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Opinion Columnists 06 Oct 2016 Why Army’s LoC rai ...
The writer, a policy analyst studying economic and security issues, held senior positions in government and industry. He also specialises in the Chinese economy

Why Army’s LoC raids aren’t ‘surgical strikes’

Published Oct 6, 2016, 2:40 am IST
Updated Oct 6, 2016, 7:25 am IST
Banners put up by RSS volunteers across UP with quotes from the Army Chief and with PM Modi’s picture.
Lok Janshakti Party activists protest against Delhi CM Arvind Kejriwal and Bollywood actor Om Puri over their remarks on Indian Army’s surgical strikes along LoC, in Patna. (Photo: PTI)
 Lok Janshakti Party activists protest against Delhi CM Arvind Kejriwal and Bollywood actor Om Puri over their remarks on Indian Army’s surgical strikes along LoC, in Patna. (Photo: PTI)

Banners put up by RSS volunteers across UP with quotes from the Army Chief and with PM Modi’s picture in the foreground gives the game away.

The dictionary describes a “surgical strike” as an attack (usually without prior warning) intended to deal only with a specific target. In other words, it’s an attack intended to seize or inflict serious damage on or destroy an objective. It’s a swift and targeted attack with the aim of minimum collateral damage to nearby areas and civilians. The neutralisation of targets with surgical strikes also prevents escalation to a full-blown war. Surgical attacks can be carried out via airstrikes, airdropping special operations teams or by swift ground operations with commandos or even regular troops.

 

The great strategist, Sir Basil Liddell Hart. described a surgical strike as being akin to a single arrow shot by Paris (who seduced Helen, causing a war) at Achilles’ heel, which was the only vulnerable spot.

In modern times, a surgical strike is a single action that decapitates or significantly reduces enemy capabilities. The 1967 Israeli surprise air attack that destroyed most of Egypt’s Air Force on the ground was a surgical strike.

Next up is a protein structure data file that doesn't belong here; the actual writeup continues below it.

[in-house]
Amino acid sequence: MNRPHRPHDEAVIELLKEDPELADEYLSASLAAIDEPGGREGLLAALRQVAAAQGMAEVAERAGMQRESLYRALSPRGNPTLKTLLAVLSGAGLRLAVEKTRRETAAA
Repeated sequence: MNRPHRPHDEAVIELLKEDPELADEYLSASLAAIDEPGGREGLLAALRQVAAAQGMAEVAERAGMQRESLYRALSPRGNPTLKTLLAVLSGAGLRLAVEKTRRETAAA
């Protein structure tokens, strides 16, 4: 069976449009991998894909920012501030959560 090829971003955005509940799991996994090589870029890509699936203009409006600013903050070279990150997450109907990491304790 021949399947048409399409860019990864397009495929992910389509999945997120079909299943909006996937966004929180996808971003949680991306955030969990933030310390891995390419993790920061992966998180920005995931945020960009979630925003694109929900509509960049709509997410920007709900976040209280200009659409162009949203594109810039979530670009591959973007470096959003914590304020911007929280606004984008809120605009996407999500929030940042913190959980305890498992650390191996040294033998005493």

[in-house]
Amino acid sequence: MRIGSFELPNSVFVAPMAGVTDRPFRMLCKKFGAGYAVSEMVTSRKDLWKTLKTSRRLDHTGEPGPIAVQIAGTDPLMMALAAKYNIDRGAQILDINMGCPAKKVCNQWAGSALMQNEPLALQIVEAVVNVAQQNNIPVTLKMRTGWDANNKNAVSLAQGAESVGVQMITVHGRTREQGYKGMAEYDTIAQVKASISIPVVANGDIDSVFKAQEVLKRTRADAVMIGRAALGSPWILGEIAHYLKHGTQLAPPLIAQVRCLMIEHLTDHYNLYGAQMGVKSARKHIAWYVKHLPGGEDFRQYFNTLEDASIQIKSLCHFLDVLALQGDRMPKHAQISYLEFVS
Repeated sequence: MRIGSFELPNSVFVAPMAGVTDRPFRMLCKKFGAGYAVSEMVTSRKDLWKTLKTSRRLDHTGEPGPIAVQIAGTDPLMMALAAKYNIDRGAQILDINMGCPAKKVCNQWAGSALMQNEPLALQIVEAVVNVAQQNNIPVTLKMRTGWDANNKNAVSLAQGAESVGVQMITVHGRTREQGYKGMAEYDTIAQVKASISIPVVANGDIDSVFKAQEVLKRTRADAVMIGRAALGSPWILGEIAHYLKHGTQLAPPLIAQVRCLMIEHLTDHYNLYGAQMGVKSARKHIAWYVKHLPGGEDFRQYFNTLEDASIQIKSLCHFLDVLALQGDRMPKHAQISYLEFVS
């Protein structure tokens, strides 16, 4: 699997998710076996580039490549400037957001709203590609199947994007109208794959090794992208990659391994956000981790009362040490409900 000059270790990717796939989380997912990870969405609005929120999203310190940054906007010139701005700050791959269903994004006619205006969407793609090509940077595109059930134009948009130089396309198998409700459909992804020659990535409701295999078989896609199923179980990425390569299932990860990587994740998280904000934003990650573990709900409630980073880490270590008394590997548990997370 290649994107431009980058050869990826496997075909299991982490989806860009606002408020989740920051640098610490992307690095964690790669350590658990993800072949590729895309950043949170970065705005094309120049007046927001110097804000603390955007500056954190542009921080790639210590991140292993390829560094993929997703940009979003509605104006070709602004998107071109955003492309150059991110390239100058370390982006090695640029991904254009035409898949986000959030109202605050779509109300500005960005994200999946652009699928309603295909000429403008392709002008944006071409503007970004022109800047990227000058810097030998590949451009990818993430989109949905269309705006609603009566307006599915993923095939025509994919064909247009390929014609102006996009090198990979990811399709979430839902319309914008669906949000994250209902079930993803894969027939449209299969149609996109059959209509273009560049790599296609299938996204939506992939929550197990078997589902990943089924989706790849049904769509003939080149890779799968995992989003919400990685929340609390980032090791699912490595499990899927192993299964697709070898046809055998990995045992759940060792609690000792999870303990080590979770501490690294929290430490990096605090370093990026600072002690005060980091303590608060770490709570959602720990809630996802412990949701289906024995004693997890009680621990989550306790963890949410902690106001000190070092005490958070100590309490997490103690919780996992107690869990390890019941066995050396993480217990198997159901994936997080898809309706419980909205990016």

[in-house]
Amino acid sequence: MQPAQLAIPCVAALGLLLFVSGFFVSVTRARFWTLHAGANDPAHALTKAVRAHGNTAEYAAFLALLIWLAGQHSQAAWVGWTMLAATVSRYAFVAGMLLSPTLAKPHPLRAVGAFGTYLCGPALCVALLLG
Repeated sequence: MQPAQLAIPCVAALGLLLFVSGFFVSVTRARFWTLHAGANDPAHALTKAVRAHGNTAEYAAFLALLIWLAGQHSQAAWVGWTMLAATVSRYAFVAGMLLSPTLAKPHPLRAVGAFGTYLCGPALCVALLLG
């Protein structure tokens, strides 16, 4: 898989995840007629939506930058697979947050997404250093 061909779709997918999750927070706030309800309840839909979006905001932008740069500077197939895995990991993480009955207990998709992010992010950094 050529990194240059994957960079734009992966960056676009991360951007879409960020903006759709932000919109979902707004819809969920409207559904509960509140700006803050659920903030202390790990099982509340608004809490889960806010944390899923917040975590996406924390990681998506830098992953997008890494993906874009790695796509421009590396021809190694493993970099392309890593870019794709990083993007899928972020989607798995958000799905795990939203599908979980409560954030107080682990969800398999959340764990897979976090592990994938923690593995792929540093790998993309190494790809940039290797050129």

Another example is the killing of Osama bin Laden by US Seals in a helicopter-borne attack. The June 2006 US attack that killed Abu Musab al-Zarqawi was by a single F-16C dropping two 500-pound guided bombs on a safe house at Hibhib village near Baqubah in Iraq’s Diyala province on very specific information; and the single Hellfire missile launched by a Central Intelligence Agency drone that killed Baitullah Mehsud, leader of the 5,000-strong Tehrik-e-Taliban Pakistan in August 2009, were classic surgical strikes to decapitate enemy leadership to demoralise its forces.

Surgical strikes are also undertaken on a larger scale. The bombing of Baghdad in the initial stages of the first Gulf War, Operation Shock and Awe, was a well-coordinated set of surgical strikes on government offices and military and communication installations to cripple the Ba’athist regime in Iraq. It clearly had a very specific objective, and succeeded. The carpet-bombing of Dresden that set that historic city on fire was clearly not a surgical strike.

A successful surgical strike has a devastating effect. By these measures, what happened post-Uri doesn’t qualify. Instead, Pakistan-backed terrorists struck back three days later at Baramulla. The Pakistan Army too began firing at several places. Zaki-ur Rehman Lakhvi of Pakistan Punjab and Syed Salahuddin (Mohammed Yusuf Shah of Sohibug in Kashmir) still sleep soundly and safely at night with their many wives. They still hold press conferences. To pin them to a place and time is not very difficult.